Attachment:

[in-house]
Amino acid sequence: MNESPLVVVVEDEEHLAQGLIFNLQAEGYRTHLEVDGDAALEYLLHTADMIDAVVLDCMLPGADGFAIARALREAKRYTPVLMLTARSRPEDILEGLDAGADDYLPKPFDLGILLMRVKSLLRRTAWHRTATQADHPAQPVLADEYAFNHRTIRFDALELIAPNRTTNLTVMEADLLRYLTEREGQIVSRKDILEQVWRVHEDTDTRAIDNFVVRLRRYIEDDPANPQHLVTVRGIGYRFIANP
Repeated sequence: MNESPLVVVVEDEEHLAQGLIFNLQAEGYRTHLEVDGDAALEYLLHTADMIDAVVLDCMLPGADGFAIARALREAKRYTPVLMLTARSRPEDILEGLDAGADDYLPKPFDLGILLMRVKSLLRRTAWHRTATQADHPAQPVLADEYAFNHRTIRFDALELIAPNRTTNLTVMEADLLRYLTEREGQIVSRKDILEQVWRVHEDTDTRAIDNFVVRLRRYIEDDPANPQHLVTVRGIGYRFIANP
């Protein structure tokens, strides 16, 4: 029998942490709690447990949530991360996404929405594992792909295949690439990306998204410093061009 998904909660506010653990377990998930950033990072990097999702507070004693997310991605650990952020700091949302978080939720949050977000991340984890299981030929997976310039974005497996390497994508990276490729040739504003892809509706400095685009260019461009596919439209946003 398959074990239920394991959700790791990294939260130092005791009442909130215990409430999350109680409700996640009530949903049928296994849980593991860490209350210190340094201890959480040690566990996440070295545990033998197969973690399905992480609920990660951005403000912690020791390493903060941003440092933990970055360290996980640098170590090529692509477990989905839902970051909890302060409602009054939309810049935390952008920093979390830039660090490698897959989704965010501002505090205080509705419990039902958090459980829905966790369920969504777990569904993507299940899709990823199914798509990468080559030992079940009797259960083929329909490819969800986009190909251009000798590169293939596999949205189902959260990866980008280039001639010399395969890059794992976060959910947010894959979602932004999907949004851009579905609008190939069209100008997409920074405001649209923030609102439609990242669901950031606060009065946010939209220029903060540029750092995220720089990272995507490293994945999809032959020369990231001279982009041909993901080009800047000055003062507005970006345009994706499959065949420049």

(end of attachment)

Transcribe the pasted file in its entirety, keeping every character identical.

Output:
[in-house]
Amino acid sequence: MNESPLVVVVEDEEHLAQGLIFNLQAEGYRTHLEVDGDAALEYLLHTADMIDAVVLDCMLPGADGFAIARALREAKRYTPVLMLTARSRPEDILEGLDAGADDYLPKPFDLGILLMRVKSLLRRTAWHRTATQADHPAQPVLADEYAFNHRTIRFDALELIAPNRTTNLTVMEADLLRYLTEREGQIVSRKDILEQVWRVHEDTDTRAIDNFVVRLRRYIEDDPANPQHLVTVRGIGYRFIANP
Repeated sequence: MNESPLVVVVEDEEHLAQGLIFNLQAEGYRTHLEVDGDAALEYLLHTADMIDAVVLDCMLPGADGFAIARALREAKRYTPVLMLTARSRPEDILEGLDAGADDYLPKPFDLGILLMRVKSLLRRTAWHRTATQADHPAQPVLADEYAFNHRTIRFDALELIAPNRTTNLTVMEADLLRYLTEREGQIVSRKDILEQVWRVHEDTDTRAIDNFVVRLRRYIEDDPANPQHLVTVRGIGYRFIANP
């Protein structure tokens, strides 16, 4: 029998942490709690447990949530991360996404929405594992792909295949690439990306998204410093061009 998904909660506010653990377990998930950033990072990097999702507070004693997310991605650990952020700091949302978080939720949050977000991340984890299981030929997976310039974005497996390497994508990276490729040739504003892809509706400095685009260019461009596919439209946003 398959074990239920394991959700790791990294939260130092005791009442909130215990409430999350109680409700996640009530949903049928296994849980593991860490209350210190340094201890959480040690566990996440070295545990033998197969973690399905992480609920990660951005403000912690020791390493903060941003440092933990970055360290996980640098170590090529692509477990989905839902970051909890302060409602009054939309810049935390952008920093979390830039660090490698897959989704965010501002505090205080509705419990039902958090459980829905966790369920969504777990569904993507299940899709990823199914798509990468080559030992079940009797259960083929329909490819969800986009190909251009000798590169293939596999949205189902959260990866980008280039001639010399395969890059794992976060959910947010894959979602932004999907949004851009579905609008190939069209100008997409920074405001649209923030609102439609990242669901950031606060009065946010939209220029903060540029750092995220720089990272995507490293994945999809032959020369990231001279982009041909993901080009800047000055003062507005970006345009994706499959065949420049």